Classic vs. Modern Holiday Recipes
By: Text: Jason Horn
A large beef roast is a holiday mainstay, and this recipe flavors the meat very simply―with only salt, pepper, thyme, and garlic―so its natural flavor can shine.
This roast is seasoned with many more flavors than the Garlic and Herb Standing Rib Roast, including honey and Dijon mustard, but the real difference is the coriander, whose exotic but subtle sweet-and-spicy taste makes this roast stand out.
Rare is the Thanksgiving table that doesn't hold something very similar to this dish. The enduring combination of sweet potatoes mashed with butter and brown sugar and topped with toasted marshmallows is a taste everybody loves.
Though its flavors are very similar to Traditional Sweet Potato Casserole, this dish offers a completely different experience by leaving the sweet potatoes in large pieces. A subtle spice from nutmeg, ginger, and cinnamon also sets it apart.
These light and airy, poppy seed–topped sweet yeast rolls are an iconic part of the old-fashioned American supper table. They're simple and delicate, and will complement any hearty meal, especially if it involves roast chicken.
Where the Pennsylvania Dutch Tea Rolls are soft and subtly flavored, these bring a robust crust and strong Mediterranean seasonings. The piquant kalamata olives and salty cheese can stand up to full-bodied dishes; try the rolls with a zesty vegetable soup, saucy pasta dish, or even grilled steak.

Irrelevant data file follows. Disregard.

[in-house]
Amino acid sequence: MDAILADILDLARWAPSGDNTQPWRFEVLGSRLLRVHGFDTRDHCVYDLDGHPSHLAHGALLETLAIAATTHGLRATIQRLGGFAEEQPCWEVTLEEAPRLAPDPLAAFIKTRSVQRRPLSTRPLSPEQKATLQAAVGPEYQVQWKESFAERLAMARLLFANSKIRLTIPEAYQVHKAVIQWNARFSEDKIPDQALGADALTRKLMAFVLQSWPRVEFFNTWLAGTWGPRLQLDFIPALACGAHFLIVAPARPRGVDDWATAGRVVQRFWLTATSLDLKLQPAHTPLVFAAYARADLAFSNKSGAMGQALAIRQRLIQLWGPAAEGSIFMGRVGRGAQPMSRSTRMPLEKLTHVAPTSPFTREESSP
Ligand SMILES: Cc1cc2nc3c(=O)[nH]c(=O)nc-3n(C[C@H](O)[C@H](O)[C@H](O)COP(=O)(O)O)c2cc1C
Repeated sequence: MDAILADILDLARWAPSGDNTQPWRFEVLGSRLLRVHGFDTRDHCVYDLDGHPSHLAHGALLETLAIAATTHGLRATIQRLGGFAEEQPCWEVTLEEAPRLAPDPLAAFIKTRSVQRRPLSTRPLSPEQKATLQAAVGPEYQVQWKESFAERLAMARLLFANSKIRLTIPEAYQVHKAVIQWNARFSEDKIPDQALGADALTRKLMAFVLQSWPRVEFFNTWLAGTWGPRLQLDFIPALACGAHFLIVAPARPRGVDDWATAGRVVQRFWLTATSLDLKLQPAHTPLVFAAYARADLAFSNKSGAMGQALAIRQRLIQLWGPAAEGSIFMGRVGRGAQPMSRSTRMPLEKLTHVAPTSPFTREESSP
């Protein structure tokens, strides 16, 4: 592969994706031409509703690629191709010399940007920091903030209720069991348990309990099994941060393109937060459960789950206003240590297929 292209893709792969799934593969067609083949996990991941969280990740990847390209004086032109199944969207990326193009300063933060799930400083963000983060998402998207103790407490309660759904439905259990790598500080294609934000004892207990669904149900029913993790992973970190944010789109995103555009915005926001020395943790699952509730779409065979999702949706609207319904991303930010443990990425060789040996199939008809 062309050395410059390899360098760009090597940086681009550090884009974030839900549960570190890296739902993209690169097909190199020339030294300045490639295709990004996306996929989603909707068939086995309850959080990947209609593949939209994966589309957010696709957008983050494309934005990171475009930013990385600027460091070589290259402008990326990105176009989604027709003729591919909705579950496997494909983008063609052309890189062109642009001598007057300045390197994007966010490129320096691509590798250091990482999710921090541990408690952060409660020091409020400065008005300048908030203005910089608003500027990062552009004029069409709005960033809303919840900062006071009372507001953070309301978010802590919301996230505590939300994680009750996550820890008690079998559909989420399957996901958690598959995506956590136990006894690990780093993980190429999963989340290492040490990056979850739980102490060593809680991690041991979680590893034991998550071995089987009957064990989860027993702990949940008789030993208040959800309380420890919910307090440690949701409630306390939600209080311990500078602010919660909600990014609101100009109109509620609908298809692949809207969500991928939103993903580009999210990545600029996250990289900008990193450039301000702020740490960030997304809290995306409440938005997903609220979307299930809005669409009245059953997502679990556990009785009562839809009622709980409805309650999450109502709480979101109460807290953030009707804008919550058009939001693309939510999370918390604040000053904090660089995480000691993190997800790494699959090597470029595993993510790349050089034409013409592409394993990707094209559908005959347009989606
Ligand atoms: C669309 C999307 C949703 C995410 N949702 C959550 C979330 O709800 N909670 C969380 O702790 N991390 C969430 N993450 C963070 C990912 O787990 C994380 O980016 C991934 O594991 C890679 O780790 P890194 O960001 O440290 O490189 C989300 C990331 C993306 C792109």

This elegant and impressive dessert ends any dinner party with class. All the accent marks in its name might be intimidating, but the recipe itself is quite simple―it has only six ingredients. And you get to wield a blowtorch (though if you don't have one, we include another method) to give the dish its signature crackly topping.
To the original's creamy custard, this dish adds the deep, complex flavor of dark-roast coffee. Steeping coffee beans in the milk barely changes the color of the final product, but it most definitely changes the taste. Keep the flavor a secret, and watch the joy spread over your guests' faces when they try this new version of the old favorite.
This recipe is all about the fresh fall taste of pear. The cooking liquid contains no extraneous spices or flavorings to distract from the soft and tender stars of the dish, and the sauce it is later cooked down to adds only pear liqueur for even more flavor.
Instead of poaching, these pears are baked with wine, honey, and warm winter spices, leaving them similarly tender but with complex, multifaceted flavor. They're then topped with a creamy sauce that adds another layer of texture and taste. Where Simple Poached Pears were all about purity of flavor, this dish is all about harmony.